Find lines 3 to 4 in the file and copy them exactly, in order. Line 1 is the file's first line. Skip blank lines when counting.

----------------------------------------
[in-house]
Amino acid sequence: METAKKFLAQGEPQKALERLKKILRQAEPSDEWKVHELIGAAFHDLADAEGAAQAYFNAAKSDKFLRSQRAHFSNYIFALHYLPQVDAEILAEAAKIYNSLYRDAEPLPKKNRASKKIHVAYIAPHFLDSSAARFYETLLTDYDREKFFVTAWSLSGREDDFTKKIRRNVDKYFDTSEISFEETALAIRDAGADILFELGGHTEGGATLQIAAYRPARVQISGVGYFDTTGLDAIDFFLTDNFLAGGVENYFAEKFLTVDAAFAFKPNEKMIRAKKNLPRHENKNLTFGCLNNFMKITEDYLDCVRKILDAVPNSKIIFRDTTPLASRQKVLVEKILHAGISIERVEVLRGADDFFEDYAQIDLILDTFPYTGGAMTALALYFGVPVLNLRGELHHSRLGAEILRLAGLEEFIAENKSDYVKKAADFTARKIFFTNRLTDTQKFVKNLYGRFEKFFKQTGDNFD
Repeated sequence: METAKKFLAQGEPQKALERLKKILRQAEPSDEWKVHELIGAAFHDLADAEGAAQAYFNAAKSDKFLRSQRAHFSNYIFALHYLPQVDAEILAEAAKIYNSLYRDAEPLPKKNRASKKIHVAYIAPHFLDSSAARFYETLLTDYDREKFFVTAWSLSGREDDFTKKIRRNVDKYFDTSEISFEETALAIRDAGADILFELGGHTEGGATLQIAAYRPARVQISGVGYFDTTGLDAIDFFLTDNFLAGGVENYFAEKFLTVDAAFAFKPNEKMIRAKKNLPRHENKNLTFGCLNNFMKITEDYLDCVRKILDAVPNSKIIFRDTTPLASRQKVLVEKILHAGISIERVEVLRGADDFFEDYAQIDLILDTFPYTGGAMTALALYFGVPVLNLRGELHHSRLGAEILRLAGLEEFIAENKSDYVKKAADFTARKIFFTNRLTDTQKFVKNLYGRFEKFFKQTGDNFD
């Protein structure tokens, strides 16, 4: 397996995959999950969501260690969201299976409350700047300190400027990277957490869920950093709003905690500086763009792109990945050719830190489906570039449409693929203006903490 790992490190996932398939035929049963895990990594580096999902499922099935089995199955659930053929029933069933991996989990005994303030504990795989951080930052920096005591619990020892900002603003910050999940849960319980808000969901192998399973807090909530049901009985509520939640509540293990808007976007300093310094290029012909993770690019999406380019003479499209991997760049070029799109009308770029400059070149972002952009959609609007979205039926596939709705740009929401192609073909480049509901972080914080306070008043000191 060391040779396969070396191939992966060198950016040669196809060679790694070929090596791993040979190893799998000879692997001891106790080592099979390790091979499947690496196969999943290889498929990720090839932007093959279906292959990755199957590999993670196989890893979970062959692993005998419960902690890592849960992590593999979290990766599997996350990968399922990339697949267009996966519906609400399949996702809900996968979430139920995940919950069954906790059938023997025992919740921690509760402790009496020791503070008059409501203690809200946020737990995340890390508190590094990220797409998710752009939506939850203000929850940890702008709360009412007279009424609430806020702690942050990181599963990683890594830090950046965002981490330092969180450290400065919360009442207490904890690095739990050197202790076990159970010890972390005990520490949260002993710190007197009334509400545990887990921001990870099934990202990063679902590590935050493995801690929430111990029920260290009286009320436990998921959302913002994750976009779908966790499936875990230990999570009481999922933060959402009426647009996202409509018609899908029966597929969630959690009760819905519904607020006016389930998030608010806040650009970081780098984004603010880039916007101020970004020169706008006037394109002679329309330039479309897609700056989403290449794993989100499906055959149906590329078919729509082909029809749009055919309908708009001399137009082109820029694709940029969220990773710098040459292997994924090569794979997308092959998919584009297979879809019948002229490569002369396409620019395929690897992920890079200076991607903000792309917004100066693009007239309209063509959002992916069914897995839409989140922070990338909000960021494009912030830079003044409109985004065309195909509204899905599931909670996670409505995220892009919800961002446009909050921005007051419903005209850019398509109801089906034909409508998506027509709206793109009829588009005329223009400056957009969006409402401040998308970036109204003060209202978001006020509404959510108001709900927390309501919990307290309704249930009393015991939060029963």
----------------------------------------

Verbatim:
Repeated sequence: METAKKFLAQGEPQKALERLKKILRQAEPSDEWKVHELIGAAFHDLADAEGAAQAYFNAAKSDKFLRSQRAHFSNYIFALHYLPQVDAEILAEAAKIYNSLYRDAEPLPKKNRASKKIHVAYIAPHFLDSSAARFYETLLTDYDREKFFVTAWSLSGREDDFTKKIRRNVDKYFDTSEISFEETALAIRDAGADILFELGGHTEGGATLQIAAYRPARVQISGVGYFDTTGLDAIDFFLTDNFLAGGVENYFAEKFLTVDAAFAFKPNEKMIRAKKNLPRHENKNLTFGCLNNFMKITEDYLDCVRKILDAVPNSKIIFRDTTPLASRQKVLVEKILHAGISIERVEVLRGADDFFEDYAQIDLILDTFPYTGGAMTALALYFGVPVLNLRGELHHSRLGAEILRLAGLEEFIAENKSDYVKKAADFTARKIFFTNRLTDTQKFVKNLYGRFEKFFKQTGDNFD
């Protein structure tokens, strides 16, 4: 397996995959999950969501260690969201299976409350700047300190400027990277957490869920950093709003905690500086763009792109990945050719830190489906570039449409693929203006903490 790992490190996932398939035929049963895990990594580096999902499922099935089995199955659930053929029933069933991996989990005994303030504990795989951080930052920096005591619990020892900002603003910050999940849960319980808000969901192998399973807090909530049901009985509520939640509540293990808007976007300093310094290029012909993770690019999406380019003479499209991997760049070029799109009308770029400059070149972002952009959609609007979205039926596939709705740009929401192609073909480049509901972080914080306070008043000191 060391040779396969070396191939992966060198950016040669196809060679790694070929090596791993040979190893799998000879692997001891106790080592099979390790091979499947690496196969999943290889498929990720090839932007093959279906292959990755199957590999993670196989890893979970062959692993005998419960902690890592849960992590593999979290990766599997996350990968399922990339697949267009996966519906609400399949996702809900996968979430139920995940919950069954906790059938023997025992919740921690509760402790009496020791503070008059409501203690809200946020737990995340890390508190590094990220797409998710752009939506939850203000929850940890702008709360009412007279009424609430806020702690942050990181599963990683890594830090950046965002981490330092969180450290400065919360009442207490904890690095739990050197202790076990159970010890972390005990520490949260002993710190007197009334509400545990887990921001990870099934990202990063679902590590935050493995801690929430111990029920260290009286009320436990998921959302913002994750976009779908966790499936875990230990999570009481999922933060959402009426647009996202409509018609899908029966597929969630959690009760819905519904607020006016389930998030608010806040650009970081780098984004603010880039916007101020970004020169706008006037394109002679329309330039479309897609700056989403290449794993989100499906055959149906590329078919729509082909029809749009055919309908708009001399137009082109820029694709940029969220990773710098040459292997994924090569794979997308092959998919584009297979879809019948002229490569002369396409620019395929690897992920890079200076991607903000792309917004100066693009007239309209063509959002992916069914897995839409989140922070990338909000960021494009912030830079003044409109985004065309195909509204899905599931909670996670409505995220892009919800961002446009909050921005007051419903005209850019398509109801089906034909409508998506027509709206793109009829588009005329223009400056957009969006409402401040998308970036109204003060209202978001006020509404959510108001709900927390309501919990307290309704249930009393015991939060029963």